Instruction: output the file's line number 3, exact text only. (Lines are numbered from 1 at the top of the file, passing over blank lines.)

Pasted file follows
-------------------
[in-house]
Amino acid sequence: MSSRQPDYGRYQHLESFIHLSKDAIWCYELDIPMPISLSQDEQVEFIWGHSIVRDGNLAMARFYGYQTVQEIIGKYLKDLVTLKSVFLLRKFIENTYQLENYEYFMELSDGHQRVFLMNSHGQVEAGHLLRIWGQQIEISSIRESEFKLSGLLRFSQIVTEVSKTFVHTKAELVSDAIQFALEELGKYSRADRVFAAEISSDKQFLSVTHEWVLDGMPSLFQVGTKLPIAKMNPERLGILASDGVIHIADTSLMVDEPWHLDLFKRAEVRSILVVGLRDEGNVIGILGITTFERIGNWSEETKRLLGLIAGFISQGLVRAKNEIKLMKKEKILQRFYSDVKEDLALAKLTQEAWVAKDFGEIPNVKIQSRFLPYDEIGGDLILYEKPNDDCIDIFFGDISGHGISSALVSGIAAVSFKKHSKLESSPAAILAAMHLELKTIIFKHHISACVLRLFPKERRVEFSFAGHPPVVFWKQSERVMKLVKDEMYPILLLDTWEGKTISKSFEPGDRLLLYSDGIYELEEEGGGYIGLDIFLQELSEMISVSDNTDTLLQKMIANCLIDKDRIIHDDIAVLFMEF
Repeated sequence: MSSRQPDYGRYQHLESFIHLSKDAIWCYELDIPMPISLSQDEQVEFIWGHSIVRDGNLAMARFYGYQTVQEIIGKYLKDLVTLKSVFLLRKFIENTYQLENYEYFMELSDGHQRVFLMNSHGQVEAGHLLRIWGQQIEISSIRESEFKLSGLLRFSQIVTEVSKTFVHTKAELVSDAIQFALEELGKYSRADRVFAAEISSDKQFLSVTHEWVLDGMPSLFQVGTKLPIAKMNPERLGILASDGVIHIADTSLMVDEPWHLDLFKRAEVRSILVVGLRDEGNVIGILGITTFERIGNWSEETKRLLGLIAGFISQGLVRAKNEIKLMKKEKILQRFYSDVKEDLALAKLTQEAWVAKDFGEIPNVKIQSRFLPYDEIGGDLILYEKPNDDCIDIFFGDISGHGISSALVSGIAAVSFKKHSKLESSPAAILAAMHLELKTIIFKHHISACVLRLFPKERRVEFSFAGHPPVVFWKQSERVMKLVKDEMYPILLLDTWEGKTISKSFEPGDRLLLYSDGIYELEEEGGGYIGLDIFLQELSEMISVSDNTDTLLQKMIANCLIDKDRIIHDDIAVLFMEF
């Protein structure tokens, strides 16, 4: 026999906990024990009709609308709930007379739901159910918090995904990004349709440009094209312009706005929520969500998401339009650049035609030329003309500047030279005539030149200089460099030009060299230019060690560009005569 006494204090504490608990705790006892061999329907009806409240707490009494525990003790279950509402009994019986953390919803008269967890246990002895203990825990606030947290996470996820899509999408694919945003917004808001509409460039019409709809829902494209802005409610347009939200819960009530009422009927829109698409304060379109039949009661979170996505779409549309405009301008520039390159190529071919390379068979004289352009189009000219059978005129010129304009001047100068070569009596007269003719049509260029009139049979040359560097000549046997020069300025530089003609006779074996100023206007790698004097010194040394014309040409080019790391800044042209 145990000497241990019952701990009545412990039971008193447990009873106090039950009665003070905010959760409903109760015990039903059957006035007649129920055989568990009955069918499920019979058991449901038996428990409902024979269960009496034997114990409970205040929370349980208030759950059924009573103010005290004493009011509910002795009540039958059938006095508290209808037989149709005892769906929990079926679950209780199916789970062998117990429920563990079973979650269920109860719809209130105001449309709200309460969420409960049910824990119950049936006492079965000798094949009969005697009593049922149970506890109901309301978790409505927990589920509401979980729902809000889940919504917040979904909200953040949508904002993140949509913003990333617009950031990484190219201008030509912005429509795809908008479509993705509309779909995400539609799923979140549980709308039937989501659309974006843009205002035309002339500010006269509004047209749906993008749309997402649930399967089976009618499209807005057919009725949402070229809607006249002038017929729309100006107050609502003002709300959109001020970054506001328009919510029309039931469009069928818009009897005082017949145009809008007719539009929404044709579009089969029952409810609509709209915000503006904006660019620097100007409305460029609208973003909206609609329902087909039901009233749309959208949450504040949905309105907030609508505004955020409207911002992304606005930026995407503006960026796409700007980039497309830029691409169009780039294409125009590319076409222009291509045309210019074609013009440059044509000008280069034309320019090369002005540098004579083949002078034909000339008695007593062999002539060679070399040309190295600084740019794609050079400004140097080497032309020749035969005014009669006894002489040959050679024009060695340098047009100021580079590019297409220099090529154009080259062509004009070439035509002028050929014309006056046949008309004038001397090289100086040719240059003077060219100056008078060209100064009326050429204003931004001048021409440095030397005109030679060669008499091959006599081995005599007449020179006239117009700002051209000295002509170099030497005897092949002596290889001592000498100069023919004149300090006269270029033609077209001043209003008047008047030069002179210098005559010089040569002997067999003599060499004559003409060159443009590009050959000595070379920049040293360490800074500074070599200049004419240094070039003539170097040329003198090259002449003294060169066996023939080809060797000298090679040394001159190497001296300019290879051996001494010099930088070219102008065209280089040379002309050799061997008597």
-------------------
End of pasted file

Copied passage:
Repeated sequence: MSSRQPDYGRYQHLESFIHLSKDAIWCYELDIPMPISLSQDEQVEFIWGHSIVRDGNLAMARFYGYQTVQEIIGKYLKDLVTLKSVFLLRKFIENTYQLENYEYFMELSDGHQRVFLMNSHGQVEAGHLLRIWGQQIEISSIRESEFKLSGLLRFSQIVTEVSKTFVHTKAELVSDAIQFALEELGKYSRADRVFAAEISSDKQFLSVTHEWVLDGMPSLFQVGTKLPIAKMNPERLGILASDGVIHIADTSLMVDEPWHLDLFKRAEVRSILVVGLRDEGNVIGILGITTFERIGNWSEETKRLLGLIAGFISQGLVRAKNEIKLMKKEKILQRFYSDVKEDLALAKLTQEAWVAKDFGEIPNVKIQSRFLPYDEIGGDLILYEKPNDDCIDIFFGDISGHGISSALVSGIAAVSFKKHSKLESSPAAILAAMHLELKTIIFKHHISACVLRLFPKERRVEFSFAGHPPVVFWKQSERVMKLVKDEMYPILLLDTWEGKTISKSFEPGDRLLLYSDGIYELEEEGGGYIGLDIFLQELSEMISVSDNTDTLLQKMIANCLIDKDRIIHDDIAVLFMEF